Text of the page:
How to be a Parent

 

 

A Skill to be Learnt

It’s obvious that kids join the club and attend training and matches and become better players. They LEARN how to be better players, that’s their role.

What’s not obvious is you parents have also joined the club. Your role is that of a parent and like the kids, you also have learn how to do your role. It’s not as easy as you’d think.

 

 

No Coaching from the Sideline

Parents aren't to provide any direction to the players during matches.

Gentle positive encouragement is all that’s required.  These are sorts of comments parents are encouraged to use.   Do say…

  • Well done, great job!
  • Nice work, that was great.
  • Go Julia!
  • Try your best.
  • I’m proud of you.
  • Don’t give up, keep going.
  • It’s great to watch you play.

 

Saying stuff like this just  confuses the kids and undermines the coach. Don’t say…

  • Shoot!
  • Get rid of it!
  • Run
  • Go round him
  • Cross it!
  • Go left.
  • Go back!

 

 

Sideline Comments

Nobody, including parents, may make negative or degrading comments from the sideline. Not to the kids. Not to the opposition parents. Not to anyone. Especially not to the ref.  In fact nobody is allowed to make ANY comments to referees at Glen Eira home grounds.  Aside: Please send referee feedback to the Club.  Include exact words and accurate descriptions.

Don’t say…

  • Oh come on!
  • What did you do that for!
  • What a rubbish <save/shot/tackle/pass>.

 

 

 

Parent Concerns

If parents have any concerns about the way the team is being run, they should let the Team Manager know.   If the Team Manager is the problem then let the Club know.

If parents have any concerns about the coaching strategy or methodology being used, then please ask your Team Manager to setup a meeting with the Coach.  Club representatives will also try to attend. Don’t make comments directly to the coach at training or on match day.

Parents are specifically instructed not to share concerns about the way the team is being run with any players. This especially means your own child.  Anything negative you say to your child or other players will have eventually have a negative impact on the team.

 

 

 

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More Information

1) Extract from ‘The car ride home’
The car ride home after playing sport can be a game-changer. Whether you are five or 16, the journey from ground to home can be a non-stop parent teaching moment. 

Whether you've played well or lousy, your dad can let you know what you should have done. Should have run when you should have passed, should have kicked. He becomes one of those shoulda-coulda-woulda dads.

Mum goes off about the netball umpire, bitch, and your coach not giving you enough playing time, cow. Yep, that car ride home can be pure joy.

If you can, try not to stuff up the car ride home, Gahan says.  The car ride home is when the kid just wants to quietly let the game sink in - whether a win or a loss. They know if they've played well or badly. You don't need to tell them.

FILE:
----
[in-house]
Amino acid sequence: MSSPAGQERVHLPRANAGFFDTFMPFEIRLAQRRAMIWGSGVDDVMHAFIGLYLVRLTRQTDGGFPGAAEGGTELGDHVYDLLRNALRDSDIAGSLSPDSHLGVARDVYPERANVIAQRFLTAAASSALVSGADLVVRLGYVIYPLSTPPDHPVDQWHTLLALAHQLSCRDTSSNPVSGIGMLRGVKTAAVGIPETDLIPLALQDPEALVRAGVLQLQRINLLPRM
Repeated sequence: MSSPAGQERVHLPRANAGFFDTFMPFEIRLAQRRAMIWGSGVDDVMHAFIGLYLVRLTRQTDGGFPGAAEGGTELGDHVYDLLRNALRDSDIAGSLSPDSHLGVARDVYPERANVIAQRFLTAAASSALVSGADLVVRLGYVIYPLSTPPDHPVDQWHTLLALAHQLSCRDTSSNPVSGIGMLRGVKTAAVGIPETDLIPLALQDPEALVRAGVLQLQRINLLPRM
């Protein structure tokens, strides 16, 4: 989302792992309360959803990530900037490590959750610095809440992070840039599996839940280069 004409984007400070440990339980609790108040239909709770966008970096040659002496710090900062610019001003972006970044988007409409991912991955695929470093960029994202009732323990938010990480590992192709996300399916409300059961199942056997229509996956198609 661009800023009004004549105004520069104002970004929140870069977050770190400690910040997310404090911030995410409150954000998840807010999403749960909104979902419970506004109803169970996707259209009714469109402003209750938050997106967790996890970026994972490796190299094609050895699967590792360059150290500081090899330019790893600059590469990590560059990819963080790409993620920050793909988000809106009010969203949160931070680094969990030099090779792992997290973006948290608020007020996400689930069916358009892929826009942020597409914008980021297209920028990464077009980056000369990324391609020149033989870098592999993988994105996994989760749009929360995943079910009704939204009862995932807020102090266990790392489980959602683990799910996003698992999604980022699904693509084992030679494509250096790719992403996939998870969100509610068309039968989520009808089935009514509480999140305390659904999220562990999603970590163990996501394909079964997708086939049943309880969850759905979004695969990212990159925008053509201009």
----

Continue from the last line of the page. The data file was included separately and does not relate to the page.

Read more…  The car ride home

 

2) Ray Calls for Respect

 

 

3) The more parents yell. The more their kids are turned off sport

 

4) Barcelona FC parents are allowed to encourage but not correct

 

5) Tips for Parents
  1. Let the coaches’ coach. Telling your child to do something different from what her coach is saying can be distracting and confusing.
  2. Let the kids play. A yelling parent can cause kids to lose focus on the field. Trust that the coaches have instructed your child well; if your child makes a mistake, don’t worry, he or she will likely learn from it.
  3. Don’t discuss the play of specific players in front of other parents. When parents act like their child is the star, or make negative comments about other children, it can be hurtful and kill parent harmony, which is often a key to the overall success of a youth sport.
  4. Address issues in a positive way. If you hear parents making negative comments, listen patiently and then speak to the positive qualities of the player, coach or family.
  5. Don’t complain about coaches to other parents. Once the behind-the-back criticism begins, it might never end. If you have a genuine issue with your child’s coach, plan a private meeting in which you can air your concerns.
  6. Be encouraging. The coaches are there to guide young athletes through their mistakes, not the parents. Positive comments from the sidelines are more likely to boost children on the field.
  7. Avoid making negative comments about players on the other team. Always remember that these are kids, not paid professionals. Negative comments can be hurtful to the young player as well as her family.
  8. Be courteous. Keep interaction with parents on the other team as healthy and positive as possible.
  9. The “other” team isn’t the enemy. Just as you’re out to watch your child play soccer, so too are the opposing team’s parents out to watch their kids. The only difference between sides here is the colour of the jerseys.